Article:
|Publication number||US6941899 B2|
|Application number||US 10/720,369|
|Publication date||Sep 13, 2005|
|Filing date||Nov 24, 2003|
|Priority date||Nov 24, 2003|
|Also published as||US20050109288|
|Publication number||10720369, 720369, US 6941899 B2, US 6941899B2, US-B2-6941899, US6941899 B2, US6941899B2|
|Inventors||Kenneth A. Bradenbaugh|
|Original Assignee||Kenneth A. Bradenbaugh|
|Export Citation||BiBTeX, EndNote, RefMan|
|Patent Citations (20), Referenced by (10), Classifications (5), Legal Events (4)|
|External Links: USPTO, USPTO Assignment, Espacenet|
The invention relates to a foam seal for use in an annular space between the water tank and jacket of a water heater or other insulated vessel.
The present invention provides a water heater that includes a water tank, a jacket surrounding the tank, an annular space between the tank and jacket, a sealing member surrounding an outer surface of the tank and defining the bottom of the annular space, a liquid-based insulation applied under pressure within the annular space, and a fiberglass batt surrounding the tank beneath the sealing member. The sealing member includes at least one wiper member engaging an inner surface of the jacket, and also includes a flange depending from the at least one wiper member. The sealing member substantially prevents the foamable insulation from escaping through the bottom of the annular space. The depending flange of the sealing member holds the batt against the water tank to facilitate installing the jacket over the tank.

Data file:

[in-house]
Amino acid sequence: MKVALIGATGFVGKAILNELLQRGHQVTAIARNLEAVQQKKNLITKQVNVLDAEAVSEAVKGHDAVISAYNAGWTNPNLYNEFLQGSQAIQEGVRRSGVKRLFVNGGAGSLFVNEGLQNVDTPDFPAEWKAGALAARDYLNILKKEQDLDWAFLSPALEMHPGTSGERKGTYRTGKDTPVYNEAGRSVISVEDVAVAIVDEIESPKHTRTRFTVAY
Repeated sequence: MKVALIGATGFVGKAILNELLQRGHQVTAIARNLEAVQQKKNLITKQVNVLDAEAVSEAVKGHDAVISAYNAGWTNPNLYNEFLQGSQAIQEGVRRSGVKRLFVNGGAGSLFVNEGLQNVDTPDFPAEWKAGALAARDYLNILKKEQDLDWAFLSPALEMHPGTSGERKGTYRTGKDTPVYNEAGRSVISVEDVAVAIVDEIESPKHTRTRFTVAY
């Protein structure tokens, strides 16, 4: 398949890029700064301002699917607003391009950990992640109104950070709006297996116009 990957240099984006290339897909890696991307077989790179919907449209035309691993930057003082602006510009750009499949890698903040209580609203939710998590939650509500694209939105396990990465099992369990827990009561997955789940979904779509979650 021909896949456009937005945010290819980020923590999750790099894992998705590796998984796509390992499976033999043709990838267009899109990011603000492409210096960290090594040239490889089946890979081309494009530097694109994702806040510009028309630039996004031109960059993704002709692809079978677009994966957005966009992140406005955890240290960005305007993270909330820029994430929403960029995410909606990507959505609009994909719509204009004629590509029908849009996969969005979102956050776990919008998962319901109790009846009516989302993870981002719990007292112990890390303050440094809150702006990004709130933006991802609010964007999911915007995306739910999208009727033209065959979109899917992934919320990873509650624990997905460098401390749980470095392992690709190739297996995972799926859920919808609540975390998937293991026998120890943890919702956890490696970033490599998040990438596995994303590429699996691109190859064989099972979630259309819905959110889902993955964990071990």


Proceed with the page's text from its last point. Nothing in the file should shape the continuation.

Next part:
The seal may include first, second, and third wiper arms that are progressively longer and/or thicker to provide a progressively higher sealing force against the inner surface of the jacket. The progressively longer arms also round out the jacket as the jacket is lowered over the water tank.
The seal may be extruded from a suitable material, such as polyethylene foam, and cut to length to fit around the water heater. The ends of the seal may be cut to engage one another along a non-vertical interface to resist insulation material from flowing past the seal along the interface of the ends.
Other features and advantages of the invention will become apparent to those skilled in the art upon review of the following detailed description, claims, and drawings.
Before one embodiment of the invention is explained in detail, it is to be understood that the invention is not limited in its application to the details of construction and the arrangements of the components set forth in the following description or illustrated in the drawings. The invention is capable of other embodiments and of being practiced or being carried out in various ways. Also, it is understood that the phraseology and terminology used herein is for the purpose of description and should not be regarded as limiting. The use of “including” and “comprising” and variations thereof herein is meant to encompass the items listed thereafter and equivalents thereof as well as additional items.